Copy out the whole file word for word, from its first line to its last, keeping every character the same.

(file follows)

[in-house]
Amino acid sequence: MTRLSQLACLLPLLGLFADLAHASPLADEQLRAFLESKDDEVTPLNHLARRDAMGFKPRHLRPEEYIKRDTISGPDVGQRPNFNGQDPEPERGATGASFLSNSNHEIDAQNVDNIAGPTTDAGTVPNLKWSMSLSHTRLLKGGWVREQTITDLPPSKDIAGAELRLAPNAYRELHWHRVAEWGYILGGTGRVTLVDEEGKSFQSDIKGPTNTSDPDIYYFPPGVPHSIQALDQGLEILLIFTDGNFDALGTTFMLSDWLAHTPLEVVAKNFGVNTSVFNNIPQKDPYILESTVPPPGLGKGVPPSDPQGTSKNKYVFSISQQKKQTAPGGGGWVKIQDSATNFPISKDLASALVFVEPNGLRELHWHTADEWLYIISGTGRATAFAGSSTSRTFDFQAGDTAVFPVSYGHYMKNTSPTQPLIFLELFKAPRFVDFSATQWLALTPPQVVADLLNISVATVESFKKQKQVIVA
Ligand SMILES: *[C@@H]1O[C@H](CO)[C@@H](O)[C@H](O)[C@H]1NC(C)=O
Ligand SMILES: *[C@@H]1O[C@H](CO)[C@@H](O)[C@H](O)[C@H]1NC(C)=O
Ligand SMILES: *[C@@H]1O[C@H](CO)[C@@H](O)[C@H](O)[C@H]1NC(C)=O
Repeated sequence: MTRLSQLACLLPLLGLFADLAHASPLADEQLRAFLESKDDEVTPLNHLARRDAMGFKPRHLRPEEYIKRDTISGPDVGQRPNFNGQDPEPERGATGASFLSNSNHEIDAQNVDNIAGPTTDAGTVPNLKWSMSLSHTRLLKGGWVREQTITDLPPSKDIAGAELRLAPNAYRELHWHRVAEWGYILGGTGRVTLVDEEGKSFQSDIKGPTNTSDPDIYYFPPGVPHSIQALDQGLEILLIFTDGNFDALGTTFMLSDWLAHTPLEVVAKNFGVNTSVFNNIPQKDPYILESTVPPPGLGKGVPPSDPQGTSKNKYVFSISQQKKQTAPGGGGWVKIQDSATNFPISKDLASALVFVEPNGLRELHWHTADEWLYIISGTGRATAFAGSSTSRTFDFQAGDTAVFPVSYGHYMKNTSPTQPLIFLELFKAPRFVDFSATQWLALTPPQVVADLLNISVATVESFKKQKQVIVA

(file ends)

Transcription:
[in-house]
Amino acid sequence: MTRLSQLACLLPLLGLFADLAHASPLADEQLRAFLESKDDEVTPLNHLARRDAMGFKPRHLRPEEYIKRDTISGPDVGQRPNFNGQDPEPERGATGASFLSNSNHEIDAQNVDNIAGPTTDAGTVPNLKWSMSLSHTRLLKGGWVREQTITDLPPSKDIAGAELRLAPNAYRELHWHRVAEWGYILGGTGRVTLVDEEGKSFQSDIKGPTNTSDPDIYYFPPGVPHSIQALDQGLEILLIFTDGNFDALGTTFMLSDWLAHTPLEVVAKNFGVNTSVFNNIPQKDPYILESTVPPPGLGKGVPPSDPQGTSKNKYVFSISQQKKQTAPGGGGWVKIQDSATNFPISKDLASALVFVEPNGLRELHWHTADEWLYIISGTGRATAFAGSSTSRTFDFQAGDTAVFPVSYGHYMKNTSPTQPLIFLELFKAPRFVDFSATQWLALTPPQVVADLLNISVATVESFKKQKQVIVA
Ligand SMILES: *[C@@H]1O[C@H](CO)[C@@H](O)[C@H](O)[C@H]1NC(C)=O
Ligand SMILES: *[C@@H]1O[C@H](CO)[C@@H](O)[C@H](O)[C@H]1NC(C)=O
Ligand SMILES: *[C@@H]1O[C@H](CO)[C@@H](O)[C@H](O)[C@H]1NC(C)=O
Repeated sequence: MTRLSQLACLLPLLGLFADLAHASPLADEQLRAFLESKDDEVTPLNHLARRDAMGFKPRHLRPEEYIKRDTISGPDVGQRPNFNGQDPEPERGATGASFLSNSNHEIDAQNVDNIAGPTTDAGTVPNLKWSMSLSHTRLLKGGWVREQTITDLPPSKDIAGAELRLAPNAYRELHWHRVAEWGYILGGTGRVTLVDEEGKSFQSDIKGPTNTSDPDIYYFPPGVPHSIQALDQGLEILLIFTDGNFDALGTTFMLSDWLAHTPLEVVAKNFGVNTSVFNNIPQKDPYILESTVPPPGLGKGVPPSDPQGTSKNKYVFSISQQKKQTAPGGGGWVKIQDSATNFPISKDLASALVFVEPNGLRELHWHTADEWLYIISGTGRATAFAGSSTSRTFDFQAGDTAVFPVSYGHYMKNTSPTQPLIFLELFKAPRFVDFSATQWLALTPPQVVADLLNISVATVESFKKQKQVIVA